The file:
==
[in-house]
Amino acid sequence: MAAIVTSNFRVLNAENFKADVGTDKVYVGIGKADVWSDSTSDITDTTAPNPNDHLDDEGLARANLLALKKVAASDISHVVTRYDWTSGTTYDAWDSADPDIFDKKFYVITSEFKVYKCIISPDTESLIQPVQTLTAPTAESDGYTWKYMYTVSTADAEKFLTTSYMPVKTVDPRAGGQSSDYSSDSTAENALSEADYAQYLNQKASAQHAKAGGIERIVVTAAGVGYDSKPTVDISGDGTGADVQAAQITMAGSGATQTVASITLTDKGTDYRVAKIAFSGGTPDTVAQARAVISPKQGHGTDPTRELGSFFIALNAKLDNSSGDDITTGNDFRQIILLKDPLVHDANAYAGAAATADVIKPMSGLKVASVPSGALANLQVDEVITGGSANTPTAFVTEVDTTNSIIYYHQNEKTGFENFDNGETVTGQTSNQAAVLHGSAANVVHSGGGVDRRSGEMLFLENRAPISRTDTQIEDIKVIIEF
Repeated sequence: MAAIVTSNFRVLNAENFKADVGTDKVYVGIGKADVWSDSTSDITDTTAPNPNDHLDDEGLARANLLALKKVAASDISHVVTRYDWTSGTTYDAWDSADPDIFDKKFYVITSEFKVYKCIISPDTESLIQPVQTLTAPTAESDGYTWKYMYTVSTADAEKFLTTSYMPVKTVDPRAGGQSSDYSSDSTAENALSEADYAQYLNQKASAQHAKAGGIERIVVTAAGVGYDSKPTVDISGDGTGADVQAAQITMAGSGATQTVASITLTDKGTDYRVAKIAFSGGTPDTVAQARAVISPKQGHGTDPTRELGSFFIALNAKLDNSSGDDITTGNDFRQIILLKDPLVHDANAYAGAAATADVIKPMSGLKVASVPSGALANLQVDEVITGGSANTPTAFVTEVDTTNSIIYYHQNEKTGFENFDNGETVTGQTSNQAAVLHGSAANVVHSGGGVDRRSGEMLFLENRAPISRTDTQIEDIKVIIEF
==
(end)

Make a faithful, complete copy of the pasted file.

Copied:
[in-house]
Amino acid sequence: MAAIVTSNFRVLNAENFKADVGTDKVYVGIGKADVWSDSTSDITDTTAPNPNDHLDDEGLARANLLALKKVAASDISHVVTRYDWTSGTTYDAWDSADPDIFDKKFYVITSEFKVYKCIISPDTESLIQPVQTLTAPTAESDGYTWKYMYTVSTADAEKFLTTSYMPVKTVDPRAGGQSSDYSSDSTAENALSEADYAQYLNQKASAQHAKAGGIERIVVTAAGVGYDSKPTVDISGDGTGADVQAAQITMAGSGATQTVASITLTDKGTDYRVAKIAFSGGTPDTVAQARAVISPKQGHGTDPTRELGSFFIALNAKLDNSSGDDITTGNDFRQIILLKDPLVHDANAYAGAAATADVIKPMSGLKVASVPSGALANLQVDEVITGGSANTPTAFVTEVDTTNSIIYYHQNEKTGFENFDNGETVTGQTSNQAAVLHGSAANVVHSGGGVDRRSGEMLFLENRAPISRTDTQIEDIKVIIEF
Repeated sequence: MAAIVTSNFRVLNAENFKADVGTDKVYVGIGKADVWSDSTSDITDTTAPNPNDHLDDEGLARANLLALKKVAASDISHVVTRYDWTSGTTYDAWDSADPDIFDKKFYVITSEFKVYKCIISPDTESLIQPVQTLTAPTAESDGYTWKYMYTVSTADAEKFLTTSYMPVKTVDPRAGGQSSDYSSDSTAENALSEADYAQYLNQKASAQHAKAGGIERIVVTAAGVGYDSKPTVDISGDGTGADVQAAQITMAGSGATQTVASITLTDKGTDYRVAKIAFSGGTPDTVAQARAVISPKQGHGTDPTRELGSFFIALNAKLDNSSGDDITTGNDFRQIILLKDPLVHDANAYAGAAATADVIKPMSGLKVASVPSGALANLQVDEVITGGSANTPTAFVTEVDTTNSIIYYHQNEKTGFENFDNGETVTGQTSNQAAVLHGSAANVVHSGGGVDRRSGEMLFLENRAPISRTDTQIEDIKVIIEF